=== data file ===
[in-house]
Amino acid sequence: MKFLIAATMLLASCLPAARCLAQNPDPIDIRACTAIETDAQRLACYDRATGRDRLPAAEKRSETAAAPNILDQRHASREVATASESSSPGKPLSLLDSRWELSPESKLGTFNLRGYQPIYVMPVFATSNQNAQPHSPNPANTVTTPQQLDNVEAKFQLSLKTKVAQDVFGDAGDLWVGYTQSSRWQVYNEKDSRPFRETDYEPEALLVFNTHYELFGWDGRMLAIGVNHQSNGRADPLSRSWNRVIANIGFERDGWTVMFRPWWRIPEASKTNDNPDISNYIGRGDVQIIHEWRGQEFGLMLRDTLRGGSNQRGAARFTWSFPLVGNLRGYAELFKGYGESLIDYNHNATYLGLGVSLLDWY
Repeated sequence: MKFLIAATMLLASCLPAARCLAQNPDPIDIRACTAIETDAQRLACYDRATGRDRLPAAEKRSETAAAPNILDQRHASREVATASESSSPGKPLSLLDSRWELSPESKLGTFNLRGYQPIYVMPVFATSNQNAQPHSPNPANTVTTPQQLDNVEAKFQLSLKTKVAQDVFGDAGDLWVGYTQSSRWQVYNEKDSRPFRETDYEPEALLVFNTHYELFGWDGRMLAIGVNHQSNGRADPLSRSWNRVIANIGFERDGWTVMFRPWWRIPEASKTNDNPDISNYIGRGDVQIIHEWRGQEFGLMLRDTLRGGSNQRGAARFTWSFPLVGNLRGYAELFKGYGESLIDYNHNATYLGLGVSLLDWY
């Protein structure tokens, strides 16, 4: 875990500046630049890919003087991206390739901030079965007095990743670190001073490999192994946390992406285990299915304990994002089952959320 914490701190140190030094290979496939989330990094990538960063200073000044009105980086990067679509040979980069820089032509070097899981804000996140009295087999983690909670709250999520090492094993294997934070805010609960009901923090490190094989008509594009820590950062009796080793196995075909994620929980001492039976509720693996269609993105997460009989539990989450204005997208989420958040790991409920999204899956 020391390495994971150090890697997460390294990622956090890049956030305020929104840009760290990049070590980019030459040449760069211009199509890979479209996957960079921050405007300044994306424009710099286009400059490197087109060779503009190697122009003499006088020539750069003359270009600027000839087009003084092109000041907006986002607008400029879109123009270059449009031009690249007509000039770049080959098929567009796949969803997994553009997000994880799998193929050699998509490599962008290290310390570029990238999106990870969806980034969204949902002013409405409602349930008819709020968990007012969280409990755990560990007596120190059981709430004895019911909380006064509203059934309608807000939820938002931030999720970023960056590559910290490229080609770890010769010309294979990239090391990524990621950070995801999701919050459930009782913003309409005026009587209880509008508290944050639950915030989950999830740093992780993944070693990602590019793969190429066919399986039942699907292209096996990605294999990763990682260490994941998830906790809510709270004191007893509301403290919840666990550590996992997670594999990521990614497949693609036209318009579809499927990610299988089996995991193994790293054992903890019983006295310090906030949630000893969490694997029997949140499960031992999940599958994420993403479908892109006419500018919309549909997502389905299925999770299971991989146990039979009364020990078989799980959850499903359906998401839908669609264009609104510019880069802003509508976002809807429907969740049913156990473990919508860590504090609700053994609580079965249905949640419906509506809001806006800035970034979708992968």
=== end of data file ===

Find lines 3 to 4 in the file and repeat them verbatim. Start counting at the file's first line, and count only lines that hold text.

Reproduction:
Repeated sequence: MKFLIAATMLLASCLPAARCLAQNPDPIDIRACTAIETDAQRLACYDRATGRDRLPAAEKRSETAAAPNILDQRHASREVATASESSSPGKPLSLLDSRWELSPESKLGTFNLRGYQPIYVMPVFATSNQNAQPHSPNPANTVTTPQQLDNVEAKFQLSLKTKVAQDVFGDAGDLWVGYTQSSRWQVYNEKDSRPFRETDYEPEALLVFNTHYELFGWDGRMLAIGVNHQSNGRADPLSRSWNRVIANIGFERDGWTVMFRPWWRIPEASKTNDNPDISNYIGRGDVQIIHEWRGQEFGLMLRDTLRGGSNQRGAARFTWSFPLVGNLRGYAELFKGYGESLIDYNHNATYLGLGVSLLDWY
């Protein structure tokens, strides 16, 4: 875990500046630049890919003087991206390739901030079965007095990743670190001073490999192994946390992406285990299915304990994002089952959320 914490701190140190030094290979496939989330990094990538960063200073000044009105980086990067679509040979980069820089032509070097899981804000996140009295087999983690909670709250999520090492094993294997934070805010609960009901923090490190094989008509594009820590950062009796080793196995075909994620929980001492039976509720693996269609993105997460009989539990989450204005997208989420958040790991409920999204899956 020391390495994971150090890697997460390294990622956090890049956030305020929104840009760290990049070590980019030459040449760069211009199509890979479209996957960079921050405007300044994306424009710099286009400059490197087109060779503009190697122009003499006088020539750069003359270009600027000839087009003084092109000041907006986002607008400029879109123009270059449009031009690249007509000039770049080959098929567009796949969803997994553009997000994880799998193929050699998509490599962008290290310390570029990238999106990870969806980034969204949902002013409405409602349930008819709020968990007012969280409990755990560990007596120190059981709430004895019911909380006064509203059934309608807000939820938002931030999720970023960056590559910290490229080609770890010769010309294979990239090391990524990621950070995801999701919050459930009782913003309409005026009587209880509008508290944050639950915030989950999830740093992780993944070693990602590019793969190429066919399986039942699907292209096996990605294999990763990682260490994941998830906790809510709270004191007893509301403290919840666990550590996992997670594999990521990614497949693609036209318009579809499927990610299988089996995991193994790293054992903890019983006295310090906030949630000893969490694997029997949140499960031992999940599958994420993403479908892109006419500018919309549909997502389905299925999770299971991989146990039979009364020990078989799980959850499903359906998401839908669609264009609104510019880069802003509508976002809807429907969740049913156990473990919508860590504090609700053994609580079965249905949640419906509506809001806006800035970034979708992968």